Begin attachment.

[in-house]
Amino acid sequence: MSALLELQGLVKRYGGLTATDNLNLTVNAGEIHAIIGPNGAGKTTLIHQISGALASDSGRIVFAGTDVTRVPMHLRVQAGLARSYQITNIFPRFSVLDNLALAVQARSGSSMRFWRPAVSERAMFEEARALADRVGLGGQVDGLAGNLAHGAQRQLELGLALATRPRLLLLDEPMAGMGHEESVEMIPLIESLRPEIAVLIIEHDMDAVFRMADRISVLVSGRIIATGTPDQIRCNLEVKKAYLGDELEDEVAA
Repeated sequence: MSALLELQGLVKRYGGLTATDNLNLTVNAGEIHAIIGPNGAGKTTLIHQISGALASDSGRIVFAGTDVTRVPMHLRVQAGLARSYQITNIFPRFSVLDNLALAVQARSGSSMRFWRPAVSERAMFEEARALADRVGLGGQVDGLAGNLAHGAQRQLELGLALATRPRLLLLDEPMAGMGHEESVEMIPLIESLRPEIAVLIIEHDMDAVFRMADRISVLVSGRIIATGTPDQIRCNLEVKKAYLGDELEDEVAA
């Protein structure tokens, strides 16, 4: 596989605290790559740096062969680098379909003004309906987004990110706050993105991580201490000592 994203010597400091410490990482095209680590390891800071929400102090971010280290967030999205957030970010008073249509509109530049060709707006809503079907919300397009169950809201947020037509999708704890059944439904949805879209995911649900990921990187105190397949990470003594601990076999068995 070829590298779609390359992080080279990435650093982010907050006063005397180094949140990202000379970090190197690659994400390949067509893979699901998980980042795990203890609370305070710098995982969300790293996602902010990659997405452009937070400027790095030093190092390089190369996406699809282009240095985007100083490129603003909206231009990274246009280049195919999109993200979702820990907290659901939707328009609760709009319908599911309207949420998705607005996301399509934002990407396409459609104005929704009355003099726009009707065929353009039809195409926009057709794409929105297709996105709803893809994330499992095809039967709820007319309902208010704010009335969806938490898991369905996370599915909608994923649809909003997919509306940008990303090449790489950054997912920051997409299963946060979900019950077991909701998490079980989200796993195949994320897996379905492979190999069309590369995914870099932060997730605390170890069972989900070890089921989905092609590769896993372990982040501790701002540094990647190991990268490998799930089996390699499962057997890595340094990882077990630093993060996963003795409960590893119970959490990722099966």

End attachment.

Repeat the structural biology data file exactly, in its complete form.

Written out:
[in-house]
Amino acid sequence: MSALLELQGLVKRYGGLTATDNLNLTVNAGEIHAIIGPNGAGKTTLIHQISGALASDSGRIVFAGTDVTRVPMHLRVQAGLARSYQITNIFPRFSVLDNLALAVQARSGSSMRFWRPAVSERAMFEEARALADRVGLGGQVDGLAGNLAHGAQRQLELGLALATRPRLLLLDEPMAGMGHEESVEMIPLIESLRPEIAVLIIEHDMDAVFRMADRISVLVSGRIIATGTPDQIRCNLEVKKAYLGDELEDEVAA
Repeated sequence: MSALLELQGLVKRYGGLTATDNLNLTVNAGEIHAIIGPNGAGKTTLIHQISGALASDSGRIVFAGTDVTRVPMHLRVQAGLARSYQITNIFPRFSVLDNLALAVQARSGSSMRFWRPAVSERAMFEEARALADRVGLGGQVDGLAGNLAHGAQRQLELGLALATRPRLLLLDEPMAGMGHEESVEMIPLIESLRPEIAVLIIEHDMDAVFRMADRISVLVSGRIIATGTPDQIRCNLEVKKAYLGDELEDEVAA
């Protein structure tokens, strides 16, 4: 596989605290790559740096062969680098379909003004309906987004990110706050993105991580201490000592 994203010597400091410490990482095209680590390891800071929400102090971010280290967030999205957030970010008073249509509109530049060709707006809503079907919300397009169950809201947020037509999708704890059944439904949805879209995911649900990921990187105190397949990470003594601990076999068995 070829590298779609390359992080080279990435650093982010907050006063005397180094949140990202000379970090190197690659994400390949067509893979699901998980980042795990203890609370305070710098995982969300790293996602902010990659997405452009937070400027790095030093190092390089190369996406699809282009240095985007100083490129603003909206231009990274246009280049195919999109993200979702820990907290659901939707328009609760709009319908599911309207949420998705607005996301399509934002990407396409459609104005929704009355003099726009009707065929353009039809195409926009057709794409929105297709996105709803893809994330499992095809039967709820007319309902208010704010009335969806938490898991369905996370599915909608994923649809909003997919509306940008990303090449790489950054997912920051997409299963946060979900019950077991909701998490079980989200796993195949994320897996379905492979190999069309590369995914870099932060997730605390170890069972989900070890089921989905092609590769896993372990982040501790701002540094990647190991990268490998799930089996390699499962057997890595340094990882077990630093993060996963003795409960590893119970959490990722099966």